What Employees Want From Their Leaders!

I have heard many leaders say from time to time, “It’s never enough; employee expectations are too high; we must be all things to all people.” At times, I must admit I have had similar thoughts cross my mind. But, when you get right down to it, research has found that employees have very few — but nonetheless, critical — expectations from their employer/leaders. Additionally, we all tend to want the same things from our work experience, regardless of position or demographics.  We want:

  • To be kept informed;
  • To be involved/engaged (to be asked for input);
  • To be recognized for our contributions; and,
  • To have opportunities to grow and develop (I have added this one based upon my own experience and years of employee survey feedback)

Let’s look at these one by one.

To be kept informed. Let’s face it, no one likes to be kept in the dark, not knowing where they stand, not understanding how their role ties to the overall corporate objective or worse still, never being told why the company is making a change or decision. Communication is clearly a leader’s top priority. I have found over the years and see this in my coaching practice today, that an employees’ ability to cope with change is directly proportional to a leader’s ability to communicate and support employees through the change process. Keeping employees in the loop — even if it’s just to say, “There is no new information at this time” — is fundamental to being a successful leader.

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To be involved. It’s been proven repeatedly that asking for input/ideas from employees is a tried-and-true success formula. And yet, so many times we rush to make decisions and overlook this important stage, leaving employees to feel left out of the decision-making process. Not all decisions can be shared, and that is ok, but leaders will benefit from engaging employees in those areas where shared decision making makes sense and where building the decision/solution from the ground up adds tremendous value. The best ideas come from the business owners in the field and the best leaders take time to listen, engage, and ask for input on a regular basis.

To be recognized. Recognition and positive enforcement is highly valued and appreciated by all.  Leaders who make a habit of sincere recognition in both formal and informal ways not only help create a positive success culture but also serve their own purposes by turning the recognized employees into role models for others to emulate. Keep in mind that recognition should be available for everyone at every level in the organization. We learned this years ago, when we received feedback that some employees felt that only salespeople were being recognized regularly. We immediately changed this and looked for ways to ensure that everyone had an opportunity for recognition.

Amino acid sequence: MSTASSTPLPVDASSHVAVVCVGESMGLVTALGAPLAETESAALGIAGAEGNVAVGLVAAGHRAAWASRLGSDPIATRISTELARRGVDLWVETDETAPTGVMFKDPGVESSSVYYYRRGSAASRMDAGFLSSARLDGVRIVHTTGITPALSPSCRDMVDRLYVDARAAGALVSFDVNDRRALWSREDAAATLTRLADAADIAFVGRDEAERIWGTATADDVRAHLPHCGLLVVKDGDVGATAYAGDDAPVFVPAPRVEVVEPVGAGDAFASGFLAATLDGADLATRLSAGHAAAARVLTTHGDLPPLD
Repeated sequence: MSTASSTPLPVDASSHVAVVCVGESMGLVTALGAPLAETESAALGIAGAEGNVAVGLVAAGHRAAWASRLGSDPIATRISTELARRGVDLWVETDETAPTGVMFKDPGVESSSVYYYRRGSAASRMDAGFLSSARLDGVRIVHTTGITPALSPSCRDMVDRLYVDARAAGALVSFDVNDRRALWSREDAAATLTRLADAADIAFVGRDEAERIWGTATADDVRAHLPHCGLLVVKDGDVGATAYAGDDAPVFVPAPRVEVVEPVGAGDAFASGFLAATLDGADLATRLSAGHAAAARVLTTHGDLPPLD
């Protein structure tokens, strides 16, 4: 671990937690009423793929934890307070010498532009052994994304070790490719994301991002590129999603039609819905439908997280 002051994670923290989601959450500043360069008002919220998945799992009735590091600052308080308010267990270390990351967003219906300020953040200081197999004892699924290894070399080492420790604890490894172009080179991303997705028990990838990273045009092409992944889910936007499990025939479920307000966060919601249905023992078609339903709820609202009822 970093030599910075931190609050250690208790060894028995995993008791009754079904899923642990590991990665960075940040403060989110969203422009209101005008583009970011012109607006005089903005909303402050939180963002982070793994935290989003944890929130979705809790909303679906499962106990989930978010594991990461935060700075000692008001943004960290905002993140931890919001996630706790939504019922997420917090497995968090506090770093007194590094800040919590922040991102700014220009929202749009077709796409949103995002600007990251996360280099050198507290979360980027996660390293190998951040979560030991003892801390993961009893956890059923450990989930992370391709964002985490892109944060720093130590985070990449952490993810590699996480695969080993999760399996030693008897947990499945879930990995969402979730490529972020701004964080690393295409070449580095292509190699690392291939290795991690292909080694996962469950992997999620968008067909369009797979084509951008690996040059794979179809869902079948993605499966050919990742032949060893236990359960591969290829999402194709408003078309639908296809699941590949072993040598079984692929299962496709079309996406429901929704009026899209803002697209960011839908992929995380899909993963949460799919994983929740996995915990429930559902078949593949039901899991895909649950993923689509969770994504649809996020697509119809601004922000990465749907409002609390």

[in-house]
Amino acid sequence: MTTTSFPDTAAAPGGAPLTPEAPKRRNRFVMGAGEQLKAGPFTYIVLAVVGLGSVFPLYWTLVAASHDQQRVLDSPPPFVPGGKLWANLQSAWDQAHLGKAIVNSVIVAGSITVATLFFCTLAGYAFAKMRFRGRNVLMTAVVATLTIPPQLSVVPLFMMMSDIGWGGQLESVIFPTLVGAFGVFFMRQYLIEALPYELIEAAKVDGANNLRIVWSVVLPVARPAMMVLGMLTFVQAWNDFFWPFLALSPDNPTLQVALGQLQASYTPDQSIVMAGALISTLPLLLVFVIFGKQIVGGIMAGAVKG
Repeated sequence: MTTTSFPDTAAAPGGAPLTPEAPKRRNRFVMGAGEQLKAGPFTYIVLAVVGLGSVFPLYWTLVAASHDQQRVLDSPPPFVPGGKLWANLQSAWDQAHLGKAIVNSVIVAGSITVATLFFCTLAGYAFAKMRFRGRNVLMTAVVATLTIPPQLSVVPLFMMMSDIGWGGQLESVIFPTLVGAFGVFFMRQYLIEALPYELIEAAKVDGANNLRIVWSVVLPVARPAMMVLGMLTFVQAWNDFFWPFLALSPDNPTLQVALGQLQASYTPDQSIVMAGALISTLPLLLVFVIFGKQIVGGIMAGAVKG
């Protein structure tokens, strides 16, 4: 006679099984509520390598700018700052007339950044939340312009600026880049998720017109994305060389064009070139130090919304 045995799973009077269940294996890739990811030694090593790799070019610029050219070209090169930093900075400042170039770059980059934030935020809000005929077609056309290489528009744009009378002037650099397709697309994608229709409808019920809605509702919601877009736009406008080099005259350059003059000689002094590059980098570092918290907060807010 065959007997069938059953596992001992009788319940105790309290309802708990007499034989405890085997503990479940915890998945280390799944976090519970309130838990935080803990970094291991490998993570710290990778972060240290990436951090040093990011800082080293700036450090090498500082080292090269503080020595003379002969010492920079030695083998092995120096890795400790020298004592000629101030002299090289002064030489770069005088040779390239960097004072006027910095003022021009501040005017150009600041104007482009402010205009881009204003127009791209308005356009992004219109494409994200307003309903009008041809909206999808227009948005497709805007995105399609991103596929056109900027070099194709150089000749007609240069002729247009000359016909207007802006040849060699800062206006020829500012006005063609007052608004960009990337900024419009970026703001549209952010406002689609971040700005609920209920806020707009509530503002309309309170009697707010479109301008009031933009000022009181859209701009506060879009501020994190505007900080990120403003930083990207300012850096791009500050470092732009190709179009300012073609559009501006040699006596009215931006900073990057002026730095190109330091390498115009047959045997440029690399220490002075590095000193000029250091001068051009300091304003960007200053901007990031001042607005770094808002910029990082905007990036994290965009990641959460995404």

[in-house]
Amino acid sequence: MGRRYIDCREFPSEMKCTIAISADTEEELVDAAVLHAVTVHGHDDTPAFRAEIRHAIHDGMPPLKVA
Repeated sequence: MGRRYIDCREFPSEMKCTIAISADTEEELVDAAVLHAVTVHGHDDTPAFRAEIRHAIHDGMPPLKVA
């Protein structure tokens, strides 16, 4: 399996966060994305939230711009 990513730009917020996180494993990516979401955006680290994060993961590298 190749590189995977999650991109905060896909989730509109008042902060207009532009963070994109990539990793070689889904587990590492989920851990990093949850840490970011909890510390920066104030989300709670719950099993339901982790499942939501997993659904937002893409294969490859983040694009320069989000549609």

To have opportunities to learn and grow.  While not all positions have clear upward mobility options, there are always ways to offer individual learning opportunities. Whether it is from job rotation opportunities, job shadowing, online education resources, external courses, in house reading libraries, online knowledge communities, industry association involvement, lunch and learn events, webinars, or just sharing best practices within the organization, there are numerous ways to enhance learning opportunities and something to meet everyone’s talent budget. Sometimes just having the opportunity to hear from and connect with subject-matter experts, tenured employers or senior team members will fill this gap. Taking an interest in creating learning organizations changes the dynamic of the workplace, and the organization feels alive with possibilities.

To any leader looking to improve overall engagement, you don’t have to look any further than committing to deliver on these four basic requirements and you will succeed. None of these need to cost much, and all can be delivered in any business cycle, in any private enterprise, or in any public organization. All of us as leaders can commit to delivering in these four areas.

One last note, when developing your communication narrative, don’t forget to speak to these four key areas to reinforce your commitment to delivering on these fundamentals wants.

Sandra Hokansson